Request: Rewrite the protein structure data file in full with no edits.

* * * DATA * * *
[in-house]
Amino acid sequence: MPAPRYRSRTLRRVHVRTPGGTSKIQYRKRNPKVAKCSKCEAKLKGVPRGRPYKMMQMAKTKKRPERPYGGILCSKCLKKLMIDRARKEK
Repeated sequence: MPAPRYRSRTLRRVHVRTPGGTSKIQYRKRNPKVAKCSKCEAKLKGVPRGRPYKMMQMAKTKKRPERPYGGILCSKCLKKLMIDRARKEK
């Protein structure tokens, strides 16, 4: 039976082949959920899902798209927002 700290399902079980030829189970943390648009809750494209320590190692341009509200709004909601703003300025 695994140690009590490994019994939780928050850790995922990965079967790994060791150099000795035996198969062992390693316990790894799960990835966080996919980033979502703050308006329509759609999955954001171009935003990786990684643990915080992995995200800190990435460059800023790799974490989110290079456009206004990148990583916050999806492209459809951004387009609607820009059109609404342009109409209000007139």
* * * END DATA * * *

[in-house]
Amino acid sequence: MPAPRYRSRTLRRVHVRTPGGTSKIQYRKRNPKVAKCSKCEAKLKGVPRGRPYKMMQMAKTKKRPERPYGGILCSKCLKKLMIDRARKEK
Repeated sequence: MPAPRYRSRTLRRVHVRTPGGTSKIQYRKRNPKVAKCSKCEAKLKGVPRGRPYKMMQMAKTKKRPERPYGGILCSKCLKKLMIDRARKEK
């Protein structure tokens, strides 16, 4: 039976082949959920899902798209927002 700290399902079980030829189970943390648009809750494209320590190692341009509200709004909601703003300025 695994140690009590490994019994939780928050850790995922990965079967790994060791150099000795035996198969062992390693316990790894799960990835966080996919980033979502703050308006329509759609999955954001171009935003990786990684643990915080992995995200800190990435460059800023790799974490989110290079456009206004990148990583916050999806492209459809951004387009609607820009059109609404342009109409209000007139």